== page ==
night, however, when the overwhelming influence of the day's impressions is no longer felt, the impressions pressing upward from the interior are able to gain attention—just as in the night we hear the rippling of the spring that was rendered inaudible by the noise of the day. In what other way, then, could the intellect react upon these stimuli than by performing its characteristic function? It will transform the stimuli into figures, filling space and time, which move at the beginning of causality; and thus the dream originates. Scherner,58 and after him Volkelt,72 attempted to penetrate into closer relations between physical sensations and dream pictures; but we shall reserve the discussion of these attempts for the chapter on the theory of the dream.
In a study particularly logical in its development, the psychiatrist Krauss39 found the origin of the dream as well as of deliria and delusions in the same element, viz. the organically determined sensation. According to this author there is hardly a place in the organism which might not become the starting point of a dream or of a delusion. Now organically determined sensations "may be divided into two classes: (1) those of the total feeling (general sensations), (2) specific sensations which are inherent in the principal systems of the vegetative organism, which may be divided into five groups: (a) the muscular, (b) the pneumatic, (c) the gastric, (d) the sexual, (e) the peripheral sensations (p. 33 of the second article)."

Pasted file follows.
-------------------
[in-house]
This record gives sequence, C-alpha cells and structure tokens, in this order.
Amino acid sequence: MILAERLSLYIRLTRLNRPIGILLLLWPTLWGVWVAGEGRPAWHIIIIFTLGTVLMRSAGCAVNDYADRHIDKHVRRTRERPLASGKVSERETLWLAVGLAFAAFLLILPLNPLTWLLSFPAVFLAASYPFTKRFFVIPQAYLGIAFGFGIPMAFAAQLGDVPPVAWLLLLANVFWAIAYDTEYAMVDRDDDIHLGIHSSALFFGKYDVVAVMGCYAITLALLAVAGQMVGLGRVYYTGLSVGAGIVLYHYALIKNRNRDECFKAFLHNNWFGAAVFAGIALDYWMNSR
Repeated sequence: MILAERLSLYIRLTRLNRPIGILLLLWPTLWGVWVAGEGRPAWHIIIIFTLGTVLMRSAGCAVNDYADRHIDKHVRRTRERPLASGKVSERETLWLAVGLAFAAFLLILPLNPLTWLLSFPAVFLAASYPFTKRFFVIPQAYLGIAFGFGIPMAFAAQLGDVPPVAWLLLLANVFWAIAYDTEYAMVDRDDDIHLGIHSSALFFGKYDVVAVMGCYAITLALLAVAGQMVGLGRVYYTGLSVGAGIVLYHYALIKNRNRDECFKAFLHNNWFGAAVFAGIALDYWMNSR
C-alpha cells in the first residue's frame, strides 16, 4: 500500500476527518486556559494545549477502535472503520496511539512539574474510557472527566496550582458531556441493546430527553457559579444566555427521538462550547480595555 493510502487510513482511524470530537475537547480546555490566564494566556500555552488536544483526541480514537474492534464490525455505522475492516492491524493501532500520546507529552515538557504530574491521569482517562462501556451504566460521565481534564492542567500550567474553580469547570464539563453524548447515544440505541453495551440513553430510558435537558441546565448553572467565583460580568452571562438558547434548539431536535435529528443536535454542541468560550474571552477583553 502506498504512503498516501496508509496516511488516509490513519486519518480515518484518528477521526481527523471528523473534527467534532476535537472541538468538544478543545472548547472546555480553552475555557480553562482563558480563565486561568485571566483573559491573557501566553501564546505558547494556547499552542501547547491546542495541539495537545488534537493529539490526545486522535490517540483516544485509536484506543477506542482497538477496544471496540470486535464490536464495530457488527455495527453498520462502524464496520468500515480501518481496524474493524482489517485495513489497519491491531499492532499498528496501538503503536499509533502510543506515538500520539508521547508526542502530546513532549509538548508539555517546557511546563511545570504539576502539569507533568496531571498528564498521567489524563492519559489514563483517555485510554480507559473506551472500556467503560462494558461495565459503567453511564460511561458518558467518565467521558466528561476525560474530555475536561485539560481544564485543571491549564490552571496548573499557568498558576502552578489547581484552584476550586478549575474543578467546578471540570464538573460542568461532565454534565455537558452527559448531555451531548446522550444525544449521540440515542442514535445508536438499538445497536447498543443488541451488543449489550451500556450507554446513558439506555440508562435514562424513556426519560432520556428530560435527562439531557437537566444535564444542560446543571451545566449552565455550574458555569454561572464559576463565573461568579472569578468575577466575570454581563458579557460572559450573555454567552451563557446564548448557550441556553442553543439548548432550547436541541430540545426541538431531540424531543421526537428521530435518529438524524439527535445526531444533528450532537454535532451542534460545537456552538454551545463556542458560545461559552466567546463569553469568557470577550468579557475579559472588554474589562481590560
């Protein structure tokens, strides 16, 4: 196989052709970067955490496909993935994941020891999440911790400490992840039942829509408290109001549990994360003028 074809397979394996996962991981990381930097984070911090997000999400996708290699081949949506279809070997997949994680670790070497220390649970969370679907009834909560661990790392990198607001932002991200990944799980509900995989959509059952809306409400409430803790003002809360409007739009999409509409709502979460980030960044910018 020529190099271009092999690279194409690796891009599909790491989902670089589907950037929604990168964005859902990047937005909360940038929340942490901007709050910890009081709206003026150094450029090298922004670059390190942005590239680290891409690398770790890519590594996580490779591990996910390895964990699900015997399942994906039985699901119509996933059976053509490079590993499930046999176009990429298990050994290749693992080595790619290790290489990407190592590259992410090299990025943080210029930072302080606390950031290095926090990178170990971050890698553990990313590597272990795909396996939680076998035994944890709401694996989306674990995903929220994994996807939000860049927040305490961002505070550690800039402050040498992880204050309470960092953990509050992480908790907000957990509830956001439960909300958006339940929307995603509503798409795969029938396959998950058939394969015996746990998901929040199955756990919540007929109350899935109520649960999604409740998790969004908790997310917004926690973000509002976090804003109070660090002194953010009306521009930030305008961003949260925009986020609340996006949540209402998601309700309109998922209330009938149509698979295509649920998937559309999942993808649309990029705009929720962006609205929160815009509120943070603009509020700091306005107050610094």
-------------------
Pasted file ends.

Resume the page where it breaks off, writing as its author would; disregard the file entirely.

The origin of the dream picture on the basis of the physical sensations is conceived by Krauss as follows: The awakened sensation evokes a presentation related to it in accordance with some law of association, and combines with this, thus forming an organic structure, towards which, however, consciousness does not maintain its normal attitude. For it does not bestow any attention on the sensation itself, but concerns itself entirely with the accompanying presentation; this is likewise the reason why the state of affairs in question should have been so long misunderstood (p. 11, &c.). Krauss finds for this process the specific term of "transubstantiation of the feeling into dream pictures" (p. 24).
That the organic bodily sensations exert some influence on the formation of the dream is nowadays almost universally acknowledged, but the question as to the law underlying the